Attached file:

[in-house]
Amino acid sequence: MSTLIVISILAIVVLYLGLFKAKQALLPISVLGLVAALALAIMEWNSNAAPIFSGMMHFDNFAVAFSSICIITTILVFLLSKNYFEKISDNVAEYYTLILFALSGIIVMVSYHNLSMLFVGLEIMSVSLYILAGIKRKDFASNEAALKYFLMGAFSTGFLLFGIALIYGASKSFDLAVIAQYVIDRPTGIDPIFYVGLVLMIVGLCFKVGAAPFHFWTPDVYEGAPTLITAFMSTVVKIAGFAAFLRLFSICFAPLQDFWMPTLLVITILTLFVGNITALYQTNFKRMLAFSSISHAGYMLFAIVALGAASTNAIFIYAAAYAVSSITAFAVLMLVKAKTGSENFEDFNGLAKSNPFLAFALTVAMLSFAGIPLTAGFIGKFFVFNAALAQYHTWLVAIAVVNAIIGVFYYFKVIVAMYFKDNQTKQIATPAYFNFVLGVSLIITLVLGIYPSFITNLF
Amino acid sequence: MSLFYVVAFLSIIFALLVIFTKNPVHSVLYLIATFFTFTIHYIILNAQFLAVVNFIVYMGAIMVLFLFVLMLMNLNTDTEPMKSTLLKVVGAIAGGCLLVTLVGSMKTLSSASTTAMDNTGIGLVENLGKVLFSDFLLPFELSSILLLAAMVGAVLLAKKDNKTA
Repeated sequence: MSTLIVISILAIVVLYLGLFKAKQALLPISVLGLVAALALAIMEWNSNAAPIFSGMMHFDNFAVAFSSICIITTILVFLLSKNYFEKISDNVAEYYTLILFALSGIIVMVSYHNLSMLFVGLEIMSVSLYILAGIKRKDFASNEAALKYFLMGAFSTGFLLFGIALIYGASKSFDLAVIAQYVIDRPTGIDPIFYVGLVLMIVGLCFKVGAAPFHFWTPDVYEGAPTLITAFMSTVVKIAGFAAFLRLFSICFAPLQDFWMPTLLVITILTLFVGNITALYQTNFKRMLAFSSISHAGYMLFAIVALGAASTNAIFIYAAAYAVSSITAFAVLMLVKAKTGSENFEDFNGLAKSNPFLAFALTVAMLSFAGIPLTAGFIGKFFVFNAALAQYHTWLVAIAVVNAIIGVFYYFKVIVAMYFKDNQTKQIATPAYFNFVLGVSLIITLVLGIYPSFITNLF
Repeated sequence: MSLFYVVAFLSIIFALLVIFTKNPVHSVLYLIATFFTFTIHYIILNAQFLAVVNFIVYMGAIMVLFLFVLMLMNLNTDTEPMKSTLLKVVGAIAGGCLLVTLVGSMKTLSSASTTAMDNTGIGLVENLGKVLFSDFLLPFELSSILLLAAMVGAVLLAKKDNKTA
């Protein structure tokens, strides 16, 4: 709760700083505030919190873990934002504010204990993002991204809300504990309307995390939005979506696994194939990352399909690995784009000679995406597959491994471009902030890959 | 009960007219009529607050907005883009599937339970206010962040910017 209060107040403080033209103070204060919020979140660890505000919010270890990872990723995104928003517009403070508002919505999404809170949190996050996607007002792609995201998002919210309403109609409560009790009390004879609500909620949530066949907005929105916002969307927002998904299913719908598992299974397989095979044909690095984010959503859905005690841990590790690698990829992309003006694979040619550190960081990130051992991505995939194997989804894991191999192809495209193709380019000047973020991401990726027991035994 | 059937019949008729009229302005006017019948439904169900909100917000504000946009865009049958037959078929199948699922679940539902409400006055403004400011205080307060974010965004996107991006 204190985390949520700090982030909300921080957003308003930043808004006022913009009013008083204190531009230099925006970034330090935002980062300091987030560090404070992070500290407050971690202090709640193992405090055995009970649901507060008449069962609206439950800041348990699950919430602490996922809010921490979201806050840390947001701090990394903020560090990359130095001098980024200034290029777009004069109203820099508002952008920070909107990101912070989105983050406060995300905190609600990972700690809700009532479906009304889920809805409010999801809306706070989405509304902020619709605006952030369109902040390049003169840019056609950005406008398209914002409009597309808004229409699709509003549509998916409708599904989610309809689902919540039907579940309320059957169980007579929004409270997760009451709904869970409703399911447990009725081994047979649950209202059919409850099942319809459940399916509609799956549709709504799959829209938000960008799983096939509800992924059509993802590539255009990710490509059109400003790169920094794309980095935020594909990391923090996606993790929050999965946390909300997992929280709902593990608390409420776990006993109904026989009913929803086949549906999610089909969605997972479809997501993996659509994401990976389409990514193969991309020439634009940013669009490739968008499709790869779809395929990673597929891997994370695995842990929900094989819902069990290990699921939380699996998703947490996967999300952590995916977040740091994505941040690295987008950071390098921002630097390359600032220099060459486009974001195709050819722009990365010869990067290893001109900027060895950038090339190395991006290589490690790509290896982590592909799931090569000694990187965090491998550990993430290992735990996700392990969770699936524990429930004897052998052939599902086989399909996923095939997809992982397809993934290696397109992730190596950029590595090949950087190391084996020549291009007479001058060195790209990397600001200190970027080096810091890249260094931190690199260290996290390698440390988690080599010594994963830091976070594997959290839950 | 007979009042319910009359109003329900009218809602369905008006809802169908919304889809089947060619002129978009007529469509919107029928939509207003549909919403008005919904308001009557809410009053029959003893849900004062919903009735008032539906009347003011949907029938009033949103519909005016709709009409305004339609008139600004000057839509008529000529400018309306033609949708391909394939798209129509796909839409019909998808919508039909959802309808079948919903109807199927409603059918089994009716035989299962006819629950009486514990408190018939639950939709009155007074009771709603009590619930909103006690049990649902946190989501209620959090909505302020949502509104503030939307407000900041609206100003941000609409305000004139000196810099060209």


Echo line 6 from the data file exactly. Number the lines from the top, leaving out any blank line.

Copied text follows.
């Protein structure tokens, strides 16, 4: 709760700083505030919190873990934002504010204990993002991204809300504990309307995390939005979506696994194939990352399909690995784009000679995406597959491994471009902030890959 | 009960007219009529607050907005883009599937339970206010962040910017 209060107040403080033209103070204060919020979140660890505000919010270890990872990723995104928003517009403070508002919505999404809170949190996050996607007002792609995201998002919210309403109609409560009790009390004879609500909620949530066949907005929105916002969307927002998904299913719908598992299974397989095979044909690095984010959503859905005690841990590790690698990829992309003006694979040619550190960081990130051992991505995939194997989804894991191999192809495209193709380019000047973020991401990726027991035994 | 059937019949008729009229302005006017019948439904169900909100917000504000946009865009049958037959078929199948699922679940539902409400006055403004400011205080307060974010965004996107991006 204190985390949520700090982030909300921080957003308003930043808004006022913009009013008083204190531009230099925006970034330090935002980062300091987030560090404070992070500290407050971690202090709640193992405090055995009970649901507060008449069962609206439950800041348990699950919430602490996922809010921490979201806050840390947001701090990394903020560090990359130095001098980024200034290029777009004069109203820099508002952008920070909107990101912070989105983050406060995300905190609600990972700690809700009532479906009304889920809805409010999801809306706070989405509304902020619709605006952030369109902040390049003169840019056609950005406008398209914002409009597309808004229409699709509003549509998916409708599904989610309809689902919540039907579940309320059957169980007579929004409270997760009451709904869970409703399911447990009725081994047979649950209202059919409850099942319809459940399916509609799956549709709504799959829209938000960008799983096939509800992924059509993802590539255009990710490509059109400003790169920094794309980095935020594909990391923090996606993790929050999965946390909300997992929280709902593990608390409420776990006993109904026989009913929803086949549906999610089909969605997972479809997501993996659509994401990976389409990514193969991309020439634009940013669009490739968008499709790869779809395929990673597929891997994370695995842990929900094989819902069990290990699921939380699996998703947490996967999300952590995916977040740091994505941040690295987008950071390098921002630097390359600032220099060459486009974001195709050819722009990365010869990067290893001109900027060895950038090339190395991006290589490690790509290896982590592909799931090569000694990187965090491998550990993430290992735990996700392990969770699936524990429930004897052998052939599902086989399909996923095939997809992982397809993934290696397109992730190596950029590595090949950087190391084996020549291009007479001058060195790209990397600001200190970027080096810091890249260094931190690199260290996290390698440390988690080599010594994963830091976070594997959290839950 | 007979009042319910009359109003329900009218809602369905008006809802169908919304889809089947060619002129978009007529469509919107029928939509207003549909919403008005919904308001009557809410009053029959003893849900004062919903009735008032539906009347003011949907029938009033949103519909005016709709009409305004339609008139600004000057839509008529000529400018309306033609949708391909394939798209129509796909839409019909998808919508039909959802309808079948919903109807199927409603059918089994009716035989299962006819629950009486514990408190018939639950939709009155007074009771709603009590619930909103006690049990649902946190989501209620959090909505302020949502509104503030939307407000900041609206100003941000609409305000004139000196810099060209």